Jesse

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English[edit]

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Etymology[edit]

From Ancient Greek Ἰεσσαί (Iessaí), from Hebrew יִשַׁי (Yishai)

Pronunciation[edit]

Proper noun[edit]

Jesse (plural Jesses)

  1. (biblical) The father of king David.
  2. A male given name of biblical origin.
    • 1882, Jesse James (folk song):
      Jesse James was a lad that killed many a man, / He robbed the Glendale train. / He stole from the rich and he gave to the poor, / He'd a hand and a heart and a brain.
  3. A female given name, a variant of Jessie.
    • 1985 Alice Munro, The Progress of Love, Chatto&Windus 1987, ISBN 0701131616, page 166-167:
      We had decided to change the spelling of our names. Mine was to become Jesse instead of Jessie, and hers was to be Meribeth, not MaryBeth. We signed these names to the test papers we turned in at school.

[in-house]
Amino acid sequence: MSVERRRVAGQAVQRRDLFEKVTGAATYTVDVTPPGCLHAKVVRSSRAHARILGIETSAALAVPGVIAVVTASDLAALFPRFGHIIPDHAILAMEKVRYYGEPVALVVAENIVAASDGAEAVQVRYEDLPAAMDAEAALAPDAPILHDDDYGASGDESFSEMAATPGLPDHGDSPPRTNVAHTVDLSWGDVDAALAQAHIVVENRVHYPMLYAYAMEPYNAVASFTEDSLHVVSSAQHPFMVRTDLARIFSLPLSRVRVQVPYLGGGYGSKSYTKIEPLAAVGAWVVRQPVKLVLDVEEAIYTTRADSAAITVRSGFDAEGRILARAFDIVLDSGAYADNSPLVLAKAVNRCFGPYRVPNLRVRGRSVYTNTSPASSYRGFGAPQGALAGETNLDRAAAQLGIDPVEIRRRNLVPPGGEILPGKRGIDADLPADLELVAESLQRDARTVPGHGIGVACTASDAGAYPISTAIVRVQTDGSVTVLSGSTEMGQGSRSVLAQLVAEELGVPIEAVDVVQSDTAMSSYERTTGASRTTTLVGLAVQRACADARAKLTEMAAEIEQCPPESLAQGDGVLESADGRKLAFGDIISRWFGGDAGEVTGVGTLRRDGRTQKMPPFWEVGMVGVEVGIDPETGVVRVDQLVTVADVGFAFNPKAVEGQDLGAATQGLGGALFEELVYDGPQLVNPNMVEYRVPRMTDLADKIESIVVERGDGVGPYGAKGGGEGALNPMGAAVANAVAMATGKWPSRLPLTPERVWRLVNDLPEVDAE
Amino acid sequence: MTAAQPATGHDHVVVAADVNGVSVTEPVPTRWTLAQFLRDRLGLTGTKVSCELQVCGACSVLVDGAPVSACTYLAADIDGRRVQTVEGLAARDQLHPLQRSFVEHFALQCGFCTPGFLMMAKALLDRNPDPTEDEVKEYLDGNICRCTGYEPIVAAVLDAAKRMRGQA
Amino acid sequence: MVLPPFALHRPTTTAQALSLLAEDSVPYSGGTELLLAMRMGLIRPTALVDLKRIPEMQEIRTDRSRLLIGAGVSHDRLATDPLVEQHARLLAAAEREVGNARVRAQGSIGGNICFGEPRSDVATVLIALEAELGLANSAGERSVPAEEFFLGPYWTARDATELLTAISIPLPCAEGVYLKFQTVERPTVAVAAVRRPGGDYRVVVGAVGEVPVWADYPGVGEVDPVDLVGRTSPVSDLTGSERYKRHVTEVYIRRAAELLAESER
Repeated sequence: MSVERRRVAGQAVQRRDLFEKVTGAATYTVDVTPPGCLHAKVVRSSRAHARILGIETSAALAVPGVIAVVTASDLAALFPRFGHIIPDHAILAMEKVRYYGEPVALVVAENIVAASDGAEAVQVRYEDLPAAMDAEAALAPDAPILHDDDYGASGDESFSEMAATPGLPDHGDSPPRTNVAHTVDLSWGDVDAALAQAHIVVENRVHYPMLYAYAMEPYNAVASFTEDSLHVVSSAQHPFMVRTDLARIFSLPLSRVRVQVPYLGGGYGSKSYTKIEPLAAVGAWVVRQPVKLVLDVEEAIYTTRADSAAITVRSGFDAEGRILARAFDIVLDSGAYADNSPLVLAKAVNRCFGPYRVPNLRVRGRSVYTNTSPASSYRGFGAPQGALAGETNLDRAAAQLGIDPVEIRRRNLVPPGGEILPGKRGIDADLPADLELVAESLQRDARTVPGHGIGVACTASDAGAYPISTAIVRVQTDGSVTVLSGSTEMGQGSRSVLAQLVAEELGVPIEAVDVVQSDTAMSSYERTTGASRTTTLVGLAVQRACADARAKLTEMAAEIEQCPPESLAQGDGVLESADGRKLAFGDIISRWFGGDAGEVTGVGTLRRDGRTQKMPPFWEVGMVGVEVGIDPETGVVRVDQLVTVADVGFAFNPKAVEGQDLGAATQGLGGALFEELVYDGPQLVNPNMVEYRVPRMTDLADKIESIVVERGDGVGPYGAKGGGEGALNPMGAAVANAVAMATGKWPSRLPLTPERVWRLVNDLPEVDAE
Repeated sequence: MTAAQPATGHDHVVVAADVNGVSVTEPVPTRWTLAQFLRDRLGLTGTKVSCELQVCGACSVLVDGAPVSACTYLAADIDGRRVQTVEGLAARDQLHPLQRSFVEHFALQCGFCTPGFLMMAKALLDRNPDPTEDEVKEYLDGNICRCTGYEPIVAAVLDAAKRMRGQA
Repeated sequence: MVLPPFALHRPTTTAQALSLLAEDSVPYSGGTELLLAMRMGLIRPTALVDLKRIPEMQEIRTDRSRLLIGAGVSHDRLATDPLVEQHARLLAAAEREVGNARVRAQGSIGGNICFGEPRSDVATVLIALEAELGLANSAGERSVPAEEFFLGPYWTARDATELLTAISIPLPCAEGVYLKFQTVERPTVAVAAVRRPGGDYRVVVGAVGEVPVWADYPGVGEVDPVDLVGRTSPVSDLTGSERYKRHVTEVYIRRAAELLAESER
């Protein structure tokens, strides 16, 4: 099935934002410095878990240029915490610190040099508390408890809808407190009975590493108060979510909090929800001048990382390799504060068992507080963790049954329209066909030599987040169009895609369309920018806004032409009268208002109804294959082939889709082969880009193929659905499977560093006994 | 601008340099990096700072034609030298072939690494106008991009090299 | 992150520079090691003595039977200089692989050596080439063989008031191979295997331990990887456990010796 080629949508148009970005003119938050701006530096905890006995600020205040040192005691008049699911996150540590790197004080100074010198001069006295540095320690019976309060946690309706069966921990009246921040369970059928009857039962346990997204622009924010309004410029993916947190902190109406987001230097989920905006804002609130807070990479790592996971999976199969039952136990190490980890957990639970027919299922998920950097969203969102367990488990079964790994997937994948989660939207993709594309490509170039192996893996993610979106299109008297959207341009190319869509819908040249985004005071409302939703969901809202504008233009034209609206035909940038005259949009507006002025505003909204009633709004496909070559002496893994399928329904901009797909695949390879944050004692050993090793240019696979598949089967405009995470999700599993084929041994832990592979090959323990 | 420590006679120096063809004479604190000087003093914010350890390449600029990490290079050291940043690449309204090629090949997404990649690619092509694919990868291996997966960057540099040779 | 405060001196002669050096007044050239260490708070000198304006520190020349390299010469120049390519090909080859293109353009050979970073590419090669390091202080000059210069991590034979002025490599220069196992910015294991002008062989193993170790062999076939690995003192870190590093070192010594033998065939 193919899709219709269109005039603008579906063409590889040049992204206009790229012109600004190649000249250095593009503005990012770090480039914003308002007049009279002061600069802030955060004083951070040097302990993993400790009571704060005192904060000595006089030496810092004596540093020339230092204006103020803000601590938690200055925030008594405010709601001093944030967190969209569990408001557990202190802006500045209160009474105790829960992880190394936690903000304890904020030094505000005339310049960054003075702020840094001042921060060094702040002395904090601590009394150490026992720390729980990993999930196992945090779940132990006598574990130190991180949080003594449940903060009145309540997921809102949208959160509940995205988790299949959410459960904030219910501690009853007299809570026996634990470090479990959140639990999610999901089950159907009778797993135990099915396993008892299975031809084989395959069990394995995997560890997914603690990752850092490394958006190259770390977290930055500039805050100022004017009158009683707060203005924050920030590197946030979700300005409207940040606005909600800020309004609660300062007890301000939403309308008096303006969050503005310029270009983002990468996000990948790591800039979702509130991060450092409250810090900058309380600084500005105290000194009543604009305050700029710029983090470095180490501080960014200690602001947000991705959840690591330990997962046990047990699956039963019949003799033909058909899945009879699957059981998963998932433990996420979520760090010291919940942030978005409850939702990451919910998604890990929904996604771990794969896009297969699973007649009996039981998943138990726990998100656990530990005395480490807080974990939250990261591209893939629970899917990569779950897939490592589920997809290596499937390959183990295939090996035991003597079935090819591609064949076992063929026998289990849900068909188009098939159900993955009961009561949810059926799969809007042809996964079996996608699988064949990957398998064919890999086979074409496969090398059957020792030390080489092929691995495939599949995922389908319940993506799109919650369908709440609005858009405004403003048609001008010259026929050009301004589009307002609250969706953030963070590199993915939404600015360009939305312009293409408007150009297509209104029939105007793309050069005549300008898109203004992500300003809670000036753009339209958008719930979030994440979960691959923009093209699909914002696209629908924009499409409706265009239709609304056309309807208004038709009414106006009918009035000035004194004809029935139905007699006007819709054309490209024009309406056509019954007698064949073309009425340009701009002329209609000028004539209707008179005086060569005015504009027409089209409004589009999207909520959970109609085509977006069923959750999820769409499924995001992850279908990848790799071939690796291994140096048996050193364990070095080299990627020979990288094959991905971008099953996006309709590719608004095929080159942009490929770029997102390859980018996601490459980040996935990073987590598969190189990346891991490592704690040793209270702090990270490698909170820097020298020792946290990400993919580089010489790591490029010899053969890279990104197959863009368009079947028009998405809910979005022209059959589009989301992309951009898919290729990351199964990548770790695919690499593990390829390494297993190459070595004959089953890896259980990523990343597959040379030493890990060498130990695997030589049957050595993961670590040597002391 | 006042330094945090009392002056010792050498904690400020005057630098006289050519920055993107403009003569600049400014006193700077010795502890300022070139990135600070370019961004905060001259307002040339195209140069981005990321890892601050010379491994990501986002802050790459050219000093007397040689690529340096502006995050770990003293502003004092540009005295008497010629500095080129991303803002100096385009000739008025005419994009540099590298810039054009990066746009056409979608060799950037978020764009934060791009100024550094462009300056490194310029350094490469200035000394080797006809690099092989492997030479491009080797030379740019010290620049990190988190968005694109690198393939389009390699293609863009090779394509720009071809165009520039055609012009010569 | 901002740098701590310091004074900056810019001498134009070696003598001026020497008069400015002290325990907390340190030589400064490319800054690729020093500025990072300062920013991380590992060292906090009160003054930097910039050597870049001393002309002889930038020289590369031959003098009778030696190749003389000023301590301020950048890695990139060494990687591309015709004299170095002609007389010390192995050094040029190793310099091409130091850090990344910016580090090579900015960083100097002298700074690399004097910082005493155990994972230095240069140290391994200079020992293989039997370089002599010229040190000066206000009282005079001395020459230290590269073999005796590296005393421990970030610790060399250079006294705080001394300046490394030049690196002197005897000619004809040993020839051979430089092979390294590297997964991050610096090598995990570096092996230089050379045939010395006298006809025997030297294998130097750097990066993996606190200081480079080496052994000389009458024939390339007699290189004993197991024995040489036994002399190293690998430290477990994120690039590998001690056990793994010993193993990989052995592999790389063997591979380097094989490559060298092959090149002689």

The teacher waved my paper in the air. "I can't give a mark to this person, because I don't know who this person is," she said. "Who is this Jesse?" She spelled the name out loud. "That is a boy's name. Does anybody here know a boy named Jesse?"

Related terms[edit]

Translations[edit]

Noun[edit]

Jesse (plural Jesses)

  1. (architecture) A representation of the genealogy of Christ, in decorative art, such as a genealogical tree in stained glass or a branched candlestick.

References[edit]


Finnish[edit]

Pronunciation[edit]

  • IPA(key): /ˈjesːe/
  • Hyphenation: Jes‧se

Etymology 1[edit]

The Vulgate Latin name Iesse, Jesse was known in medieval Finland, but the modern revival of the name is much due to English Jesse.

Proper noun[edit]

Jesse

  1. A male given name, popular since the 1980s.
Declension[edit]
Related terms[edit]

Etymology 2[edit]

Finnish Jeesus.

Proper noun[edit]

Jesse

  1. (slang) Jesus.
Declension[edit]